But as I sat there blotting my face with a tissue, it occurred to me that what Rae had just done, quite unintentionally, was to paint a picture of how it really is with me.

When it comes to my own dust, I tend toward one of two responses: As with those ashes tucked conveniently beneath my bangs, either I try to cover up my sin so that no one will see—or I try to pretty up my sin in order to make it appear more respectable. I’m okay wearing my dust in a smart little liturgical shape, along with everyone else. In fact, when worn that way, the dust actually becomes a sign of my spirituality. But the greasy truth is this: my sin is all over me in blotchy smears from head to toe.

The Apostle Paul also found himself covered in dust one day—sprawled face-down in the dirt of the Damascus road, blind as a bat. But even as he lay there picking grit from his teeth, a promise began to stir inside his heart and mind which, later, he would put into words for all of us: “So now there is no condemnation for those who belong to Christ Jesus.”

That’s my story. I’m gratefully sticking to it.

This piece also appears at http://www.nextsunday.com. NextSunday Resources, an imprint of Smyth & Helwys Publishing Inc.

Love’s Bullhorn

Some things are a delight to listen to. Then there’s John the Baptist.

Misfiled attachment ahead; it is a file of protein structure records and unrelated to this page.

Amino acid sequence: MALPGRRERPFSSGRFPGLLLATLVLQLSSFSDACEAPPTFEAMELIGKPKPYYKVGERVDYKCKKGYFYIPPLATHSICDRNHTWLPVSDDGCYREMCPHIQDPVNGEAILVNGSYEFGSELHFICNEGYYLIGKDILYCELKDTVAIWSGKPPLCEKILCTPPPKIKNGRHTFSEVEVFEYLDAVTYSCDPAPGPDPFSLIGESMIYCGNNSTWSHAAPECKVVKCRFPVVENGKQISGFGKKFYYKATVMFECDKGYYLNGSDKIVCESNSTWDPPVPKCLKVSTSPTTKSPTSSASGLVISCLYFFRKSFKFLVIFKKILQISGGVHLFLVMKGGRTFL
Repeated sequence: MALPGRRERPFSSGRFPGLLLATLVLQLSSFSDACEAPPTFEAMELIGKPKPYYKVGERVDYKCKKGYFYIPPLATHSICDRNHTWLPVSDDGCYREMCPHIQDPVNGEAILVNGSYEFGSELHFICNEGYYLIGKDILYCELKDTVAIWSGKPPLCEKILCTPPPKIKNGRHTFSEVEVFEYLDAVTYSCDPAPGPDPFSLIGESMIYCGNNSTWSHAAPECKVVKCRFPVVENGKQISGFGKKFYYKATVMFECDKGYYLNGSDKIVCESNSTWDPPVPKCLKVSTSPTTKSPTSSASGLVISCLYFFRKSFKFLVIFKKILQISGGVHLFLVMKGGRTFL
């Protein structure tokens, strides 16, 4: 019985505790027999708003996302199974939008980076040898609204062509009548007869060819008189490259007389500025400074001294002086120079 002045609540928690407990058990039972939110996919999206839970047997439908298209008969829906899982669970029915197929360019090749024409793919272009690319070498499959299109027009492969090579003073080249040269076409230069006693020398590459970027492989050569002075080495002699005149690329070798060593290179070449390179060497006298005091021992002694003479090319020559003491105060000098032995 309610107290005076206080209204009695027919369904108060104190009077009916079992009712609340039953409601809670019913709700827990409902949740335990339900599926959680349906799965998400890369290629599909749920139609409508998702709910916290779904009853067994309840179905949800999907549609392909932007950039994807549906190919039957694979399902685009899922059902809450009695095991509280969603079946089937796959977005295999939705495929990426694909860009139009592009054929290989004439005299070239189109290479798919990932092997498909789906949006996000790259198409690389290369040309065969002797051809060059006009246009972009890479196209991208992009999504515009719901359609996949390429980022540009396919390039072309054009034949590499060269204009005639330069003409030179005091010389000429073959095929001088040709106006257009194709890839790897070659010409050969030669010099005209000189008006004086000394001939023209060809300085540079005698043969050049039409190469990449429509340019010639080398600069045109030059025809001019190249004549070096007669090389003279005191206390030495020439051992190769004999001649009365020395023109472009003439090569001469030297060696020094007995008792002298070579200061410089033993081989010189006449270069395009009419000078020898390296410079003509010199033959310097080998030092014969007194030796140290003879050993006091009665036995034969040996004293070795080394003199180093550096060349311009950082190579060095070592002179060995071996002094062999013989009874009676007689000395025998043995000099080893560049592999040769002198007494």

“In those days John the Baptist appeared in the wilderness of Judea, proclaiming,
‘Repent, for the kingdom of heaven has come near.’”
~ Matthew 3:1-2

Street PreacherThere are certain sounds in this world that make listening a pure joy. I have my favorites: Garrison Keillor’s buttery voice on public radio; the pure brass tones of Aaron Copeland’s Fanfare for the Common Man; Elizabeth Gilbert’s TED talk; anything by the Avett Brothers. Some things are a delight to listen to.

Then there’s John the Baptist.

This wild-eyed, wild-haired, hellfire-and-brimstone Nazarite is anything but delightful. And yet all four Gospels report that the people flocked to him in droves from what we know today as Lebanon, Israel, Syria, Saudi Arabia, Jordan. Think about it. Jews and Arabs standing elbow-to-elbow because, as Fred Craddock put it, when the gospel is being offered you tend to forget why it is you hate the person standing next to you.